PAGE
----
Daniel Henningsen – Did Pearce Cost Us Origin?

A week has passed since another heartbreaking origin series defeat. The dust has settled, and everyone has come to grip with the embarrassing reality that Queensland have stretched their streak to 8.

In the emotional heat immediately succeeding game 3, many were quick to blame NSW no. 7 Mitchell Pearce for the 12-10 defeat. At around 10:30pm on Wednesday night, upset Blues supporters demanded Pearce’s head on a stake. “The worst origin halfback ever” was a phrase coined by many to describe him. By now everyone is probably sick of the talk surrounding Pearce, and everyone is keen to forget origin and focus on their club’s final aspirations, unless you’re a Parramatta supporter of course. However, the question must be asked:

Was Pearce the sole reason we lost in Game 3? No.

All members of the NSW spine let scoring opportunities slip out of their grip, quite literally for Dugan; and it would take an extremely ignorant man to deny that Queensland were by far the better side on Wednesday night.

One word you would use to describe Pearce is effort. You cannot deny how hard this bloke tries, he’s a competitor, leaving everything on the field. One word you cannot use to describe Pearce is composure. This is what separates him from the likes of Cronk and Thurston on the big stage, his inability to compose himself and organize the team at origin level.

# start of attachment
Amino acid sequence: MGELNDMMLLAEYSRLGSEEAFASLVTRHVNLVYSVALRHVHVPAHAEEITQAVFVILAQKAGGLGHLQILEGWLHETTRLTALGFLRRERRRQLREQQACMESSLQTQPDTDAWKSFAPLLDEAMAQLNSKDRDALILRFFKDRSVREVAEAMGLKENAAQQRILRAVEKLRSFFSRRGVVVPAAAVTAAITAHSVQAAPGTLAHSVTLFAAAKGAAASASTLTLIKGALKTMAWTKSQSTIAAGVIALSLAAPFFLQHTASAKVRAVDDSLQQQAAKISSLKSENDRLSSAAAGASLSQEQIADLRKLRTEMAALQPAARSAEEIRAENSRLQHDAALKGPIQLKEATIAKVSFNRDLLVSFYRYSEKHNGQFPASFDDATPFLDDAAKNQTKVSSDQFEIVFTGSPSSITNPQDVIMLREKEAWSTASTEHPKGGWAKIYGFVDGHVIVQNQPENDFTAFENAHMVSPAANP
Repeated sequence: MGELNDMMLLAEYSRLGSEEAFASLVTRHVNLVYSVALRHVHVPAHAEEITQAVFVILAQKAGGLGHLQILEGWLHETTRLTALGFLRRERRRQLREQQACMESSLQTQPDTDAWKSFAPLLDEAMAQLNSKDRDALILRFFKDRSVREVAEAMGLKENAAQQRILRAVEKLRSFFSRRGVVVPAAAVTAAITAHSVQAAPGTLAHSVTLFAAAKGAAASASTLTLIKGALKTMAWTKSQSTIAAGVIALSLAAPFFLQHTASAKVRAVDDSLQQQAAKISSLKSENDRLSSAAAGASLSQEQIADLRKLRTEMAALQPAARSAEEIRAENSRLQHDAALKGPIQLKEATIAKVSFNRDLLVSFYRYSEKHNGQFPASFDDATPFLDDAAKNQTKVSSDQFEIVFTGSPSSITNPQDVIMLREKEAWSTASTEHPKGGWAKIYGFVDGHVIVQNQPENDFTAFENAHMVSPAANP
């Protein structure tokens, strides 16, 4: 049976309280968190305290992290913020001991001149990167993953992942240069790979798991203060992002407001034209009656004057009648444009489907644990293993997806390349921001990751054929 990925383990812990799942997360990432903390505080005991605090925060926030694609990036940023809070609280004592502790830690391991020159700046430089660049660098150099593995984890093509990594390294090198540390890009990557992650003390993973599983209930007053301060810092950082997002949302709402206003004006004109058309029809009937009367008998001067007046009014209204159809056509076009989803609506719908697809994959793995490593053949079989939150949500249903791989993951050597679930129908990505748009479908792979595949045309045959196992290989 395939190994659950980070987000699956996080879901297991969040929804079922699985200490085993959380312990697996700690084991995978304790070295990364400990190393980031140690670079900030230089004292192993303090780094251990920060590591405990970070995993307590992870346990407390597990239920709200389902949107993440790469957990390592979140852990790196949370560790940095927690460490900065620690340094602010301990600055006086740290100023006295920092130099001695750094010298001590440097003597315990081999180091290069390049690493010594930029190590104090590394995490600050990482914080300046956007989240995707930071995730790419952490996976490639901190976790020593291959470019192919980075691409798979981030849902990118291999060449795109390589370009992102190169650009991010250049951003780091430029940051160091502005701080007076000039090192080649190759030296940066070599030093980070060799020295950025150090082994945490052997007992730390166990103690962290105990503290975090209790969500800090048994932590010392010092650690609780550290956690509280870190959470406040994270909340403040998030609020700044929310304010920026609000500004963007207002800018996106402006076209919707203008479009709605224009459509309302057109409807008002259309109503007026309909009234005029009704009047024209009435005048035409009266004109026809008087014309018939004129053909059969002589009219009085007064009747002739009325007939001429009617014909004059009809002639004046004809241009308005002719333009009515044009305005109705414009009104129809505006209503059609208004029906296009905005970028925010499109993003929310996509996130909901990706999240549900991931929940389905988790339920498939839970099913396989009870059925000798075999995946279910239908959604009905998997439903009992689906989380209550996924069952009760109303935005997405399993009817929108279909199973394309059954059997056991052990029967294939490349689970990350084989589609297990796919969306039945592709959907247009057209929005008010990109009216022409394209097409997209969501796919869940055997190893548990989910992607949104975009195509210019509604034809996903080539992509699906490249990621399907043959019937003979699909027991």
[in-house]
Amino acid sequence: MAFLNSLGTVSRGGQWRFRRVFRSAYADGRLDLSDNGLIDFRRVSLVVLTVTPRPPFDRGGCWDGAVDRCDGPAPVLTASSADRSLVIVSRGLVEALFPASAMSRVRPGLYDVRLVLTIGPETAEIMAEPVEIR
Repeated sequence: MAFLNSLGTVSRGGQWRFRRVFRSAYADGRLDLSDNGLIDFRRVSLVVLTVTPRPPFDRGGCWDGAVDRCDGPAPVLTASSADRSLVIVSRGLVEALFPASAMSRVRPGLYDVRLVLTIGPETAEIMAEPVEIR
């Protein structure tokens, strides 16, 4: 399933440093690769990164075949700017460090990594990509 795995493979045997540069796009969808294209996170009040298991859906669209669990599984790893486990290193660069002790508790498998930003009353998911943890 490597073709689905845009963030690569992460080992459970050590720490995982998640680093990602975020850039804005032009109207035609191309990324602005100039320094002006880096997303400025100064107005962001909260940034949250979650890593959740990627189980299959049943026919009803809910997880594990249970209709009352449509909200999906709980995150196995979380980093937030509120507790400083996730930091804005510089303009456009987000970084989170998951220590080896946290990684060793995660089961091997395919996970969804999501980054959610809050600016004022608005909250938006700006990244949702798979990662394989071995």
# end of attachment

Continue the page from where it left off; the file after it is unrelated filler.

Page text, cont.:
Using Game 3 as an example: 53 minutes into the second half, down by 4, Jennings makes a good run down the right side, Queensland defence scattered 10-meters out from their line, Pearce receives the ball and grubbers for himself, miskicks it and Queensland are off the hook. After that play Pearce was unable to re-compose himself, evident through his poor kicking game and the un-organized fashion of the Blues attack late in the match.

Despite this, Pearce is merely one man, there were 12 others on the field that could have produced the decisive play, especially Farah or Maloney; so to blame Pearce entirely for a 2-point loss is a bit tough.

Nevertheless, he was blamed, leading to many fans questioning why Adam Reynolds had not been chosen for the decider. Such retaliation can be easily made from the stands, but when you look at the immense pressure Pearce was under at that moment:

Looking down the barrel of 8 series losses, 4 of which he was apart of, his representative career in the balance, an entire state counting on him to conduct a scoring play against the best Maroons side ever, never has a halfback in history been under such pressure. And he cracked, as most would.

If you were to throw 22-year old debutant Reynolds into the same situation, as many were suggesting, I am doubtful that a different outcome would have been achieved.

Pearce is a great performer at club level, with 17-try assists (2nd in NRL) and 14-line break assists (1st in NRL) this season, and the Roosters sitting second on the table behind such form. But he has had years to make the jump to representative level, and after 12 origin matches you’d have thought he’d have dominated at least one game?

It would take either several injuries or immortal like form for us to be seeing Junior in the sky blue again any time soon.

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